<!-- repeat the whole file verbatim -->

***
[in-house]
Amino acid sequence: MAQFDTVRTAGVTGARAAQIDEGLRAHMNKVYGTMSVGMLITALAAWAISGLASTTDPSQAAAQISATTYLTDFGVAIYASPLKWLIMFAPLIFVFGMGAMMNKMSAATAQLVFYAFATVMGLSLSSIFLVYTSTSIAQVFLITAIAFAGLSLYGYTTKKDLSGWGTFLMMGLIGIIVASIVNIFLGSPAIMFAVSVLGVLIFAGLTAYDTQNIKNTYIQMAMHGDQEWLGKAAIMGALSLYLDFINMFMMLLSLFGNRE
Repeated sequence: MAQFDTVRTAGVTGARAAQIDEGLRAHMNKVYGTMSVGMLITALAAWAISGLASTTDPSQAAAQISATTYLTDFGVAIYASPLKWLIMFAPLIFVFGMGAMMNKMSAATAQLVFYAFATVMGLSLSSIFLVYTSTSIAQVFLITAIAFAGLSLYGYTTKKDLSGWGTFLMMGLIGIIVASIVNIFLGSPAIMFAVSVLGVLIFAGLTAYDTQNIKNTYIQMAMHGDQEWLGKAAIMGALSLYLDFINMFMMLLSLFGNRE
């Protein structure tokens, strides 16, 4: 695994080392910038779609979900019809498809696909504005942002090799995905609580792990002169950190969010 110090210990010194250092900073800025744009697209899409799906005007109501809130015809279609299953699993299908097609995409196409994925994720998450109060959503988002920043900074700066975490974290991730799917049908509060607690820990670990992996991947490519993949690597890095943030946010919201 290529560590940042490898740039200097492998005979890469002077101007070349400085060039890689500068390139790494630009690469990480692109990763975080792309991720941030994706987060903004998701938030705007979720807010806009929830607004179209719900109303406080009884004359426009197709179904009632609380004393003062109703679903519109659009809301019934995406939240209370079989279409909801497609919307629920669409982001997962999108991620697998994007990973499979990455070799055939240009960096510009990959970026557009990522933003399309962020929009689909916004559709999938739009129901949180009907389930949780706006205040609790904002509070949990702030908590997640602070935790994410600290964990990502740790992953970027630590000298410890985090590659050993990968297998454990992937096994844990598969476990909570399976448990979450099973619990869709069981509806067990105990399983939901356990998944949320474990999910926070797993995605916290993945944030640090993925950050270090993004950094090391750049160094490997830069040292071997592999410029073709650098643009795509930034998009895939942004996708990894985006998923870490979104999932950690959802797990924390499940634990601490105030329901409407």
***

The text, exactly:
[in-house]
Amino acid sequence: MAQFDTVRTAGVTGARAAQIDEGLRAHMNKVYGTMSVGMLITALAAWAISGLASTTDPSQAAAQISATTYLTDFGVAIYASPLKWLIMFAPLIFVFGMGAMMNKMSAATAQLVFYAFATVMGLSLSSIFLVYTSTSIAQVFLITAIAFAGLSLYGYTTKKDLSGWGTFLMMGLIGIIVASIVNIFLGSPAIMFAVSVLGVLIFAGLTAYDTQNIKNTYIQMAMHGDQEWLGKAAIMGALSLYLDFINMFMMLLSLFGNRE
Repeated sequence: MAQFDTVRTAGVTGARAAQIDEGLRAHMNKVYGTMSVGMLITALAAWAISGLASTTDPSQAAAQISATTYLTDFGVAIYASPLKWLIMFAPLIFVFGMGAMMNKMSAATAQLVFYAFATVMGLSLSSIFLVYTSTSIAQVFLITAIAFAGLSLYGYTTKKDLSGWGTFLMMGLIGIIVASIVNIFLGSPAIMFAVSVLGVLIFAGLTAYDTQNIKNTYIQMAMHGDQEWLGKAAIMGALSLYLDFINMFMMLLSLFGNRE
């Protein structure tokens, strides 16, 4: 695994080392910038779609979900019809498809696909504005942002090799995905609580792990002169950190969010 110090210990010194250092900073800025744009697209899409799906005007109501809130015809279609299953699993299908097609995409196409994925994720998450109060959503988002920043900074700066975490974290991730799917049908509060607690820990670990992996991947490519993949690597890095943030946010919201 290529560590940042490898740039200097492998005979890469002077101007070349400085060039890689500068390139790494630009690469990480692109990763975080792309991720941030994706987060903004998701938030705007979720807010806009929830607004179209719900109303406080009884004359426009197709179904009632609380004393003062109703679903519109659009809301019934995406939240209370079989279409909801497609919307629920669409982001997962999108991620697998994007990973499979990455070799055939240009960096510009990959970026557009990522933003399309962020929009689909916004559709999938739009129901949180009907389930949780706006205040609790904002509070949990702030908590997640602070935790994410600290964990990502740790992953970027630590000298410890985090590659050993990968297998454990992937096994844990598969476990909570399976448990979450099973619990869709069981509806067990105990399983939901356990998944949320474990999910926070797993995605916290993945944030640090993925950050270090993004950094090391750049160094490997830069040292071997592999410029073709650098643009795509930034998009895939942004996708990894985006998923870490979104999932950690959802797990924390499940634990601490105030329901409407």